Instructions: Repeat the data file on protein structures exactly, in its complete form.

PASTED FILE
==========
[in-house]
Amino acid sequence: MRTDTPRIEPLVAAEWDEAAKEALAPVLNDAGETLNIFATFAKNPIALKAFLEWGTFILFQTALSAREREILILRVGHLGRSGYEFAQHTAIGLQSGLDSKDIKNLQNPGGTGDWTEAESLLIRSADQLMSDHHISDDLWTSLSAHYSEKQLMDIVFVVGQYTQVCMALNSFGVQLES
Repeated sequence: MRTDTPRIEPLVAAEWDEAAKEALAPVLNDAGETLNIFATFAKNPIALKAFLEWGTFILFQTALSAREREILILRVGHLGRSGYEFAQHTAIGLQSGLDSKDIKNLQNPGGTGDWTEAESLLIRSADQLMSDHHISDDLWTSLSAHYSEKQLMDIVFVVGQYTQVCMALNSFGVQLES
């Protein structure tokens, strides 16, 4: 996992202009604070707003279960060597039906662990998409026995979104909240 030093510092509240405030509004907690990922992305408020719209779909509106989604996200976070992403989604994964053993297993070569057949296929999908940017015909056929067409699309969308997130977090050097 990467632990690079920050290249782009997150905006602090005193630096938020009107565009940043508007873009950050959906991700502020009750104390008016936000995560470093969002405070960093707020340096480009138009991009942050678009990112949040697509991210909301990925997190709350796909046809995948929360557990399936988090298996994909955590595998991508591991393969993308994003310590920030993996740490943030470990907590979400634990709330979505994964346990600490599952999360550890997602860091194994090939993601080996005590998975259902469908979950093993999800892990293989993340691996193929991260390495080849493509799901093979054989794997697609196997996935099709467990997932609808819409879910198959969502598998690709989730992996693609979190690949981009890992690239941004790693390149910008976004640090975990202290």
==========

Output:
[in-house]
Amino acid sequence: MRTDTPRIEPLVAAEWDEAAKEALAPVLNDAGETLNIFATFAKNPIALKAFLEWGTFILFQTALSAREREILILRVGHLGRSGYEFAQHTAIGLQSGLDSKDIKNLQNPGGTGDWTEAESLLIRSADQLMSDHHISDDLWTSLSAHYSEKQLMDIVFVVGQYTQVCMALNSFGVQLES
Repeated sequence: MRTDTPRIEPLVAAEWDEAAKEALAPVLNDAGETLNIFATFAKNPIALKAFLEWGTFILFQTALSAREREILILRVGHLGRSGYEFAQHTAIGLQSGLDSKDIKNLQNPGGTGDWTEAESLLIRSADQLMSDHHISDDLWTSLSAHYSEKQLMDIVFVVGQYTQVCMALNSFGVQLES
């Protein structure tokens, strides 16, 4: 996992202009604070707003279960060597039906662990998409026995979104909240 030093510092509240405030509004907690990922992305408020719209779909509106989604996200976070992403989604994964053993297993070569057949296929999908940017015909056929067409699309969308997130977090050097 990467632990690079920050290249782009997150905006602090005193630096938020009107565009940043508007873009950050959906991700502020009750104390008016936000995560470093969002405070960093707020340096480009138009991009942050678009990112949040697509991210909301990925997190709350796909046809995948929360557990399936988090298996994909955590595998991508591991393969993308994003310590920030993996740490943030470990907590979400634990709330979505994964346990600490599952999360550890997602860091194994090939993601080996005590998975259902469908979950093993999800892990293989993340691996193929991260390495080849493509799901093979054989794997697609196997996935099709467990997932609808819409879910198959969502598998690709989730992996693609979190690949981009890992690239941004790693390149910008976004640090975990202290």